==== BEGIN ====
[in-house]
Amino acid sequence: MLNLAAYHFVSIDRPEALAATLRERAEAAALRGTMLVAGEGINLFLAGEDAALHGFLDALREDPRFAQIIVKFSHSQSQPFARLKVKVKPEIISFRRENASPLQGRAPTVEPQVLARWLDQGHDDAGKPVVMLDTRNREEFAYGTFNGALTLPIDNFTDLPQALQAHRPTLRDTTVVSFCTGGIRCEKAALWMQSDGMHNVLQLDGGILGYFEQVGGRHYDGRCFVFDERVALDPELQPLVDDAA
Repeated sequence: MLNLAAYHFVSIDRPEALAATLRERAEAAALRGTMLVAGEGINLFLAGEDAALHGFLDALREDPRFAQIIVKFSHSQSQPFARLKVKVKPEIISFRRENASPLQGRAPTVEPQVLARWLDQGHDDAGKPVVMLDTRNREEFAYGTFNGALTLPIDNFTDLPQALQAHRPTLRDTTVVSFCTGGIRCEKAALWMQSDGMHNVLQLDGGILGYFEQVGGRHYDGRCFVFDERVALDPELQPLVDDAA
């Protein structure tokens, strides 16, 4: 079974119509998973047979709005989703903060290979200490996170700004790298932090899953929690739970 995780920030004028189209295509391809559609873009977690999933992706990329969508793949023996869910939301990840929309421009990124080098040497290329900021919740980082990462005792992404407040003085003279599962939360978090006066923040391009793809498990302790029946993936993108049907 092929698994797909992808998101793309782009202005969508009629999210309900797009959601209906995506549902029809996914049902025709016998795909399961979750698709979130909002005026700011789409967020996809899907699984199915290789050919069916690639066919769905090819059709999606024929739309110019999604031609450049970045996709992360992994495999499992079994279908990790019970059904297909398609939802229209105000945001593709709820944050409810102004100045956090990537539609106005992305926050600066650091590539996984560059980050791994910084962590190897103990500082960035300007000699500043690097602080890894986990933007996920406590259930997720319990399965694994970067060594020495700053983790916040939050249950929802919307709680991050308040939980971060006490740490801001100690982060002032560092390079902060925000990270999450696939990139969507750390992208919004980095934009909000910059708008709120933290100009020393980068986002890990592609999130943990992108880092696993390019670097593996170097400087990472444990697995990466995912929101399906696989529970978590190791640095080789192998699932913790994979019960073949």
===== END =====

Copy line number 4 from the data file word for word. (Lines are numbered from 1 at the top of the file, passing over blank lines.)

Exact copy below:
């Protein structure tokens, strides 16, 4: 079974119509998973047979709005989703903060290979200490996170700004790298932090899953929690739970 995780920030004028189209295509391809559609873009977690999933992706990329969508793949023996869910939301990840929309421009990124080098040497290329900021919740980082990462005792992404407040003085003279599962939360978090006066923040391009793809498990302790029946993936993108049907 092929698994797909992808998101793309782009202005969508009629999210309900797009959601209906995506549902029809996914049902025709016998795909399961979750698709979130909002005026700011789409967020996809899907699984199915290789050919069916690639066919769905090819059709999606024929739309110019999604031609450049970045996709992360992994495999499992079994279908990790019970059904297909398609939802229209105000945001593709709820944050409810102004100045956090990537539609106005992305926050600066650091590539996984560059980050791994910084962590190897103990500082960035300007000699500043690097602080890894986990933007996920406590259930997720319990399965694994970067060594020495700053983790916040939050249950929802919307709680991050308040939980971060006490740490801001100690982060002032560092390079902060925000990270999450696939990139969507750390992208919004980095934009909000910059708008709120933290100009020393980068986002890990592609999130943990992108880092696993390019670097593996170097400087990472444990697995990466995912929101399906696989529970978590190791640095080789192998699932913790994979019960073949």